Job Duty Changes, Minor Inconveniences Didn’t Support Discrimination Claim

By Rosemarie Lally, J.D. August 14, 2023

Takeaway: Claims of discrimination or retaliation based on an adverse employment action are unlikely to succeed where the plaintiff employee has suffered no financial harm. Courts generally will not view the realignment of job responsibilities or a mere workplace inconvenience as rising to the level of a materially adverse change in the terms and conditions of employment without an accompanying decrease in salary, benefits or advancement opportunities.

​An employee's complaints regarding realignment of her role and the temporary revocation of her flexible work privileges after taking leave under both the Family and Medical Leave Act (FMLA) and her employer's leave policy did not support a finding of an adverse employment action, the 6th U.S. Circuit Court of Appeals recently ruled.

An Ohio-based recruiter for a car manufacturer took FMLA leave for depression and anxiety in May through June 2017, following her father's death. She was approved for intermittent FMLA leave throughout 2018.

In 2018, the recruiter received a "less than successful" performance review because of her "lack of focus and attention to detail" and attendance issues. After returning from a period of FMLA leave in April 2018, she was placed on a performance improvement plan. She filed an ethics complaint with the employer, alleging inconsistent application of its FMLA policy, but the company's investigator found her claims were unsubstantiated.

The plaintiff's role shifted during the time she was a recruiter. She started recruiting only for full-time employees, then was moved to recruit only for contingent positions in 2018. She recruited for both full-time and contingent positions in 2019 and reported to two supervisors: a team coordinator for full-time recruiting and a manager for contingent recruiting.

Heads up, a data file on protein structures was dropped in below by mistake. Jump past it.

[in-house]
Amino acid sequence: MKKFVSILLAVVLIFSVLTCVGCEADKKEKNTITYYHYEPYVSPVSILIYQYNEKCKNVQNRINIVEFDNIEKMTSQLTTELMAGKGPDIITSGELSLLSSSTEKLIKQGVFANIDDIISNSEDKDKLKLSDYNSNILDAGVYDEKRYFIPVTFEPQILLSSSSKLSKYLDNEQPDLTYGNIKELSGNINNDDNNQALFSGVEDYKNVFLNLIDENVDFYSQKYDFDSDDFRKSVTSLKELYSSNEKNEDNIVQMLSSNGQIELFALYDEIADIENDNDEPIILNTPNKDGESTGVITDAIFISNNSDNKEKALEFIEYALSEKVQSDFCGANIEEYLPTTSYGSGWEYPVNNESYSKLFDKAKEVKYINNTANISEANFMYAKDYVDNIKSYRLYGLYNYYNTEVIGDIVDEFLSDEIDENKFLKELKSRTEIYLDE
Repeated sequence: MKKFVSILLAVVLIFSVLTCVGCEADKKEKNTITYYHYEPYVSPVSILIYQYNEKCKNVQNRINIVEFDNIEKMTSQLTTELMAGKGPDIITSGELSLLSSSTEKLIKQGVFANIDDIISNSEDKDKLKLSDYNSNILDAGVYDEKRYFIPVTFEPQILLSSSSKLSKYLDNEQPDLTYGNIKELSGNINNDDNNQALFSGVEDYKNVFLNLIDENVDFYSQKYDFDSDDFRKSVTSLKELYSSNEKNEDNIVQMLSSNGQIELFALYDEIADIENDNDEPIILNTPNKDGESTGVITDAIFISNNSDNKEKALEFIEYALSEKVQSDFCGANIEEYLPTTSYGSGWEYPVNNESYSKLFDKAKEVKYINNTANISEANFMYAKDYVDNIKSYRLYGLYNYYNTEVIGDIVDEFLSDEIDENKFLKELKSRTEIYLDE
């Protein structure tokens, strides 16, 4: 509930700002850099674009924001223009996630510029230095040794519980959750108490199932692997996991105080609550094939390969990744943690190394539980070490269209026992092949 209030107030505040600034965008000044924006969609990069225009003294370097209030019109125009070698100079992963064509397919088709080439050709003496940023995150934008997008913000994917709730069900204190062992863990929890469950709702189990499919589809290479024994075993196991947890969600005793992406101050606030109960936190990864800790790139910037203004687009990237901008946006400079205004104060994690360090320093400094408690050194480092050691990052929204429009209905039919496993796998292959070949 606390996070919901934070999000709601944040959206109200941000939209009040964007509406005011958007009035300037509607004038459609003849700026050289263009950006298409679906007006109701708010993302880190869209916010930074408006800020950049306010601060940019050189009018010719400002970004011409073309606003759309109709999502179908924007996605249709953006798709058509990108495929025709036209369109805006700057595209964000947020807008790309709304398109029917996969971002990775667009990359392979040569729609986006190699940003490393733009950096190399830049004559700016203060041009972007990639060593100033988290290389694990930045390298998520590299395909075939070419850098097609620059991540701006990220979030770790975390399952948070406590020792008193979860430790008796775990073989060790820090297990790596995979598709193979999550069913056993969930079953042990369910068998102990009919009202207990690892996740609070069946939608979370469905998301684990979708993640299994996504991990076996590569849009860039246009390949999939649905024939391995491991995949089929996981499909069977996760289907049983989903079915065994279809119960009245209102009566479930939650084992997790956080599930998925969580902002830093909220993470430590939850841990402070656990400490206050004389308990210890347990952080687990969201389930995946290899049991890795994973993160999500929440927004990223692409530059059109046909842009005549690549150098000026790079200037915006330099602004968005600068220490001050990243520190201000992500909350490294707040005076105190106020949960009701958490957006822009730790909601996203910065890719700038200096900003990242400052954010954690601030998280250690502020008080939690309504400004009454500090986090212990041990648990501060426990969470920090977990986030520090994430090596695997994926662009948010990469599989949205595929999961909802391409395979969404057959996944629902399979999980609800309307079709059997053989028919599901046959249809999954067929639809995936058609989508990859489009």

When the plaintiff again sought FMLA leave in November 2019, the team coordinator told the HR department that she suspected the employee was taking the leave for nonmedical reasons. The employer denied the FMLA leave request because the employee didn't provide timely medical documentation, but it granted her leave under its company leave policy. While the plaintiff was on leave, the team coordinator identified performance deficiencies in her contingent recruiting tasks. As a result, upon her return to work she was assigned to recruit for full-time positions only. The realignment meant that the plaintiff reported to the team coordinator only, her desk was moved, and she temporarily lost the ability to work remotely. However, her salary, title, benefits and promotion eligibility were not affected.

The plaintiff filed another ethics complaint in January 2020, which resulted in the team coordinator receiving "a documented coaching for inappropriately sharing confidential information" because she had told other workers that the employee was suspended. The investigator also found the plaintiff had attendance issues unrelated to her FMLA leave, such as arriving late, leaving early and making last-minute requests for remote work and paid time off.